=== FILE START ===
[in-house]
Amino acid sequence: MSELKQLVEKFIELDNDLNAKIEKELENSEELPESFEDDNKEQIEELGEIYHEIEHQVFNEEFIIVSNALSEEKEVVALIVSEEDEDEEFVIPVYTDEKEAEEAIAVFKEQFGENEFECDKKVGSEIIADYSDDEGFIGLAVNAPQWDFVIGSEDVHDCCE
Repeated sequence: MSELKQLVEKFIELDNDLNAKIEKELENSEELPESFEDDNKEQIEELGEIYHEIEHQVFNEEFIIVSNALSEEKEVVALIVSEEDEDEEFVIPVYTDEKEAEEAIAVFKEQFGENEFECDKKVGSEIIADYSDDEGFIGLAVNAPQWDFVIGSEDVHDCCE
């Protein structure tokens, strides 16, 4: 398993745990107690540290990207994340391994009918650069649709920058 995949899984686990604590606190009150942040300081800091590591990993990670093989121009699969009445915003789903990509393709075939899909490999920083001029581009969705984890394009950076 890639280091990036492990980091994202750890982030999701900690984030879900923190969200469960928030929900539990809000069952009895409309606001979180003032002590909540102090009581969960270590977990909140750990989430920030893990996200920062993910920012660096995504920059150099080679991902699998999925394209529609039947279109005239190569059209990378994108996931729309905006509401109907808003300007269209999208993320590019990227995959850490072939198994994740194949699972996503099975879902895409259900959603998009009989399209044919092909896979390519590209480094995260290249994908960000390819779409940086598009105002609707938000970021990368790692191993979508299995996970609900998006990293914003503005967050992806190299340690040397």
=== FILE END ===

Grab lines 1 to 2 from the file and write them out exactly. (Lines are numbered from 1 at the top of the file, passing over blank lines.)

[in-house]
Amino acid sequence: MSELKQLVEKFIELDNDLNAKIEKELENSEELPESFEDDNKEQIEELGEIYHEIEHQVFNEEFIIVSNALSEEKEVVALIVSEEDEDEEFVIPVYTDEKEAEEAIAVFKEQFGENEFECDKKVGSEIIADYSDDEGFIGLAVNAPQWDFVIGSEDVHDCCE